You can use all that time you saved deciding which bike to get and think up all the ways you can spend the money you saved
That said, I have a Thorn Raven Tour - and has worked very well for my 40,000km -ish jaunts on various continents. Would happily recommend that too. But If I was choosing a bike to tour on again, I wouldn't have bought it and would have just used my Specialised Rockhopper MTB with different tyres. I do prefer off-tarmac to on...
If you do want to buy a new bike, then you really need to decide how much you're willing to spend... then it's much easier!
I'm another Thorn owner...........The Sherpa(heavy duty expedition mtb) is tough as old boots and carries an immense load and doesn't look too flash either in satin black.
I've built my 610XL with straight bars front and rear racks and a 36/48 spoke wheelset with 2" Kevlar armoured tyres.
As above you can tour with pretty much any decent bike.......If it has a good rack and mudguards it'll keep you drier when its wet.........A good spread of gears and any tyre width from 28mm up will do.
I've ridden the 1300km Edinburgh-London-Edinburgh in 90 hours on a hand built Dave Yates 24.5" Audax(long distance) bike and a 100km offroad Audax with the same bike although I was a good bit slower than the mtbs.
I owned my first mountain bike in 1985 and could easily tour on my current Trek 6000 hardtail.
I also ride another Dave Yates 25" 'fixed wheel' with a 67" gear and have ridden up to 300km Audaxes with that bike aswell as some rough tracks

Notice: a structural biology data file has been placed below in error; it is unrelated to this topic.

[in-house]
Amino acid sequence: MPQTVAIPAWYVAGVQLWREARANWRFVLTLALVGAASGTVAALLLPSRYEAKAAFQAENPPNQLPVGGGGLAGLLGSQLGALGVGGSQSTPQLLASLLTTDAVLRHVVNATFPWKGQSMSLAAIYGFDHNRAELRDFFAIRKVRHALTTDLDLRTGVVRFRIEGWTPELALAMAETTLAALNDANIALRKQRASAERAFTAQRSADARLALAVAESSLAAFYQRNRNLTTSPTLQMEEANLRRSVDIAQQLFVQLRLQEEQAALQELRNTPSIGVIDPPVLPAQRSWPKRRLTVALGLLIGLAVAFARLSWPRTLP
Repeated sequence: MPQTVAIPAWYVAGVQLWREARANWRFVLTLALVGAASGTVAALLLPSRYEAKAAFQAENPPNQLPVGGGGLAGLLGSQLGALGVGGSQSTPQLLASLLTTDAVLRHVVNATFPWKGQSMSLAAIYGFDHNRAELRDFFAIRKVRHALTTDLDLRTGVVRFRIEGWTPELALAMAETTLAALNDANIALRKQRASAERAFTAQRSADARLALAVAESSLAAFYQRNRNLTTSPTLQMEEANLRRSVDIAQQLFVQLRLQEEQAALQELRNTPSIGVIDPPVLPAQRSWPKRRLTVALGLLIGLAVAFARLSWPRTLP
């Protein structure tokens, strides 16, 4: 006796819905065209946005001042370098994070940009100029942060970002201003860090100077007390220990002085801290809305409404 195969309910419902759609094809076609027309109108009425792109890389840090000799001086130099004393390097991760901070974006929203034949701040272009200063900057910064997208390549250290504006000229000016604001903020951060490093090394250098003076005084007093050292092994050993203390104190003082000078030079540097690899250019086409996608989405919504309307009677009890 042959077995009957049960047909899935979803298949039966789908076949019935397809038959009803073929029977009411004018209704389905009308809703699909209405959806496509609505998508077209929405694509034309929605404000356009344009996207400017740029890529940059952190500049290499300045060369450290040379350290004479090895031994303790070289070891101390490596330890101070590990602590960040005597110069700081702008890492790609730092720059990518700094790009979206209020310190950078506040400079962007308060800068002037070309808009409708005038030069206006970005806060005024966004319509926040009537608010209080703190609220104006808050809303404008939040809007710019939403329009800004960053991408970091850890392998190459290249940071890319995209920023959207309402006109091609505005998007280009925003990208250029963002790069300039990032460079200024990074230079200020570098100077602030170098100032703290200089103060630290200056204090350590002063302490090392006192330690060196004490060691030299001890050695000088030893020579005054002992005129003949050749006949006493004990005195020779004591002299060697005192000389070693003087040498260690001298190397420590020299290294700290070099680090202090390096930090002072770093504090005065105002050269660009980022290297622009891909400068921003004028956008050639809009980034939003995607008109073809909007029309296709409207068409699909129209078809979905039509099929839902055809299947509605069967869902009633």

I've also owned Dawes Galaxies in the past and toured on them but prefer my Sherpa for the really rough stuff(Iceland!)
I have a Thorn Audax, a Surly Long Haul Trucker and a Surly Troll (Rohloff). And I've just picked up a 1967 Flying Scot. All suitable for touring. The last trip (Barcelona/Edinburgh) I did notice a significant number of Surly's being ridden.
Dawes are not good value anymore, but you can probably pick up a cheap old one which is. A Thorn (even second hand) is a lot of money to put down if you're not really sure what you're after. A decent 700c wheelset can handle the rough stuff (this pic is the Long Haul Trucker on the Corrieyairack Pass, 28mm tyres).
There's no ideal bike though, as we all find different things good. You learn what you need by trying things out. Thankfully, in cycling, trying things out tends not to be too expensive. So long as your existing bike is comfortable, it's the best place to start. Audax's are quite good events to establish if your bike is comfotable or not.
Once you have a few trips away you'll establish how much stuff you want to carry, and where you want to go. That then determines how strong the bike/luggage needs to be. Then it's just how much cash you want to spend
Why not use what you've got and save your cash for the trip? A Thorn can set you back a lot of money. If you want to lose the suspension on your mountain bike, you could fit Surly or Thorn Mt Tura forks. Both have front rack mounts.
There's a lot of hype surrounding touring bikes these days. Old mountain bikes, especially steel, are excellent for long distance travel.